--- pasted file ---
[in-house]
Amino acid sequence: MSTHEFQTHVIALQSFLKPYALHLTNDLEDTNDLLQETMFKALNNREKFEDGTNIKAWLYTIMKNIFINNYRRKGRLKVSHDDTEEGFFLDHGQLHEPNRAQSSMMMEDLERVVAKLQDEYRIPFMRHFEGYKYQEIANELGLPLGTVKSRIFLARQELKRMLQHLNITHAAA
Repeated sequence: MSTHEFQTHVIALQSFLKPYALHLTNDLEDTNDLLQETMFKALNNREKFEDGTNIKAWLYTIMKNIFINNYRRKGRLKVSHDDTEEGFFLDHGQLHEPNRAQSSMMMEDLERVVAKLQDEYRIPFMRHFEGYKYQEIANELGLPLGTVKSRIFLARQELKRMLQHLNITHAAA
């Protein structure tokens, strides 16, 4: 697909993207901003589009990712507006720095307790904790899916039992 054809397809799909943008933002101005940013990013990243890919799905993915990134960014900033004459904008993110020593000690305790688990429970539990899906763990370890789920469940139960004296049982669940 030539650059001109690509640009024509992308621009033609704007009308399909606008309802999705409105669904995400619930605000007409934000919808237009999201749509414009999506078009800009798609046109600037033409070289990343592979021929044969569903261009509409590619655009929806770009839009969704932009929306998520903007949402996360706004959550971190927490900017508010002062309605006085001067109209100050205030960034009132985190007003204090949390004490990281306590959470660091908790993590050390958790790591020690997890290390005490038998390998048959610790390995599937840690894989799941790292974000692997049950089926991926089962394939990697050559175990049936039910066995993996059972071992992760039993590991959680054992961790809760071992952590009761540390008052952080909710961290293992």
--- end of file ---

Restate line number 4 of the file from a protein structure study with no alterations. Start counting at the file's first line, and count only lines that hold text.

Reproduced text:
């Protein structure tokens, strides 16, 4: 697909993207901003589009990712507006720095307790904790899916039992 054809397809799909943008933002101005940013990013990243890919799905993915990134960014900033004459904008993110020593000690305790688990429970539990899906763990370890789920469940139960004296049982669940 030539650059001109690509640009024509992308621009033609704007009308399909606008309802999705409105669904995400619930605000007409934000919808237009999201749509414009999506078009800009798609046109600037033409070289990343592979021929044969569903261009509409590619655009929806770009839009969704932009929306998520903007949402996360706004959550971190927490900017508010002062309605006085001067109209100050205030960034009132985190007003204090949390004490990281306590959470660091908790993590050390958790790591020690997890290390005490038998390998048959610790390995599937840690894989799941790292974000692997049950089926991926089962394939990697050559175990049936039910066995993996059972071992992760039993590991959680054992961790809760071992952590009761540390008052952080909710961290293992």